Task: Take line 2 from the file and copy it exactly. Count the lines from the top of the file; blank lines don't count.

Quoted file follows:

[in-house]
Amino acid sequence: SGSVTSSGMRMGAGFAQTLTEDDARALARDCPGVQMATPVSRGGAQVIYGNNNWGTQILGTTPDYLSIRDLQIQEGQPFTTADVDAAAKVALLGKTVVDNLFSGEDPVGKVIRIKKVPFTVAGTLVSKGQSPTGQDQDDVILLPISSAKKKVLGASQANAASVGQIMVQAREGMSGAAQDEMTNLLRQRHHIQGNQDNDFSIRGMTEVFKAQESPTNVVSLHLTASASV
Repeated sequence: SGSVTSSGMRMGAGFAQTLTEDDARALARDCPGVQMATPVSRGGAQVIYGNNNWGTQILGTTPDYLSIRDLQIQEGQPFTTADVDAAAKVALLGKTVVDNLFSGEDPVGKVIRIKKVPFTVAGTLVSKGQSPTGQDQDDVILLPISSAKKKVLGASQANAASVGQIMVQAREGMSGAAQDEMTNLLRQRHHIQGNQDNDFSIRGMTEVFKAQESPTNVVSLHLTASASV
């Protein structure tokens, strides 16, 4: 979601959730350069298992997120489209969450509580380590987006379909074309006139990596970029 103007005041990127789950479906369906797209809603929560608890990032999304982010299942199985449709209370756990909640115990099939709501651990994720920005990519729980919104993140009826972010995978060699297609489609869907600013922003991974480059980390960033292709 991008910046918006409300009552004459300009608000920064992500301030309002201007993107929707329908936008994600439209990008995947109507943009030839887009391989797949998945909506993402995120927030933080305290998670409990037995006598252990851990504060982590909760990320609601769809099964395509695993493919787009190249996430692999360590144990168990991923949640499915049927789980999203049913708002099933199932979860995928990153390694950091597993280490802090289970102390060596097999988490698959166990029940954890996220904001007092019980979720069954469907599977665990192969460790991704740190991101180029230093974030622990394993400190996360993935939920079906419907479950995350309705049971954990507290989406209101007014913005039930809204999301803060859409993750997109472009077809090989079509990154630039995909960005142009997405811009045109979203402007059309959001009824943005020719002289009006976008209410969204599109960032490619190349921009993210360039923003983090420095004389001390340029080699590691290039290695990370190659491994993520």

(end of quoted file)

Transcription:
Amino acid sequence: SGSVTSSGMRMGAGFAQTLTEDDARALARDCPGVQMATPVSRGGAQVIYGNNNWGTQILGTTPDYLSIRDLQIQEGQPFTTADVDAAAKVALLGKTVVDNLFSGEDPVGKVIRIKKVPFTVAGTLVSKGQSPTGQDQDDVILLPISSAKKKVLGASQANAASVGQIMVQAREGMSGAAQDEMTNLLRQRHHIQGNQDNDFSIRGMTEVFKAQESPTNVVSLHLTASASV